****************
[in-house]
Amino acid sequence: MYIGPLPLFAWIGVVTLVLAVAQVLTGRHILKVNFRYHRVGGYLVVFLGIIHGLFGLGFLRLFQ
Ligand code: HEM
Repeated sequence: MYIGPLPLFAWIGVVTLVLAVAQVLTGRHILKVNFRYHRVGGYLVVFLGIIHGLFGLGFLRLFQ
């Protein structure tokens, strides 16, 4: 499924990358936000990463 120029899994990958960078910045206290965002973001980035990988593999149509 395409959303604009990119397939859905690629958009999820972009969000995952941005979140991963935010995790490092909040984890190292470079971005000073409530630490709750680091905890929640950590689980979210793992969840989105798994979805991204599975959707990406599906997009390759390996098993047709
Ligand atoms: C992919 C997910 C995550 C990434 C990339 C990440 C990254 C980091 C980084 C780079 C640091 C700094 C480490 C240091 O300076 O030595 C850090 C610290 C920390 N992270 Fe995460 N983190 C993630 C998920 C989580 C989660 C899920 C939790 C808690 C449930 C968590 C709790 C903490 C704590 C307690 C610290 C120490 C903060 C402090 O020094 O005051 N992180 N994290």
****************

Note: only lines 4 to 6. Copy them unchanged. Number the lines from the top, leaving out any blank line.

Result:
Repeated sequence: MYIGPLPLFAWIGVVTLVLAVAQVLTGRHILKVNFRYHRVGGYLVVFLGIIHGLFGLGFLRLFQ
């Protein structure tokens, strides 16, 4: 499924990358936000990463 120029899994990958960078910045206290965002973001980035990988593999149509 395409959303604009990119397939859905690629958009999820972009969000995952941005979140991963935010995790490092909040984890190292470079971005000073409530630490709750680091905890929640950590689980979210793992969840989105798994979805991204599975959707990406599906997009390759390996098993047709
Ligand atoms: C992919 C997910 C995550 C990434 C990339 C990440 C990254 C980091 C980084 C780079 C640091 C700094 C480490 C240091 O300076 O030595 C850090 C610290 C920390 N992270 Fe995460 N983190 C993630 C998920 C989580 C989660 C899920 C939790 C808690 C449930 C968590 C709790 C903490 C704590 C307690 C610290 C120490 C903060 C402090 O020094 O005051 N992180 N994290």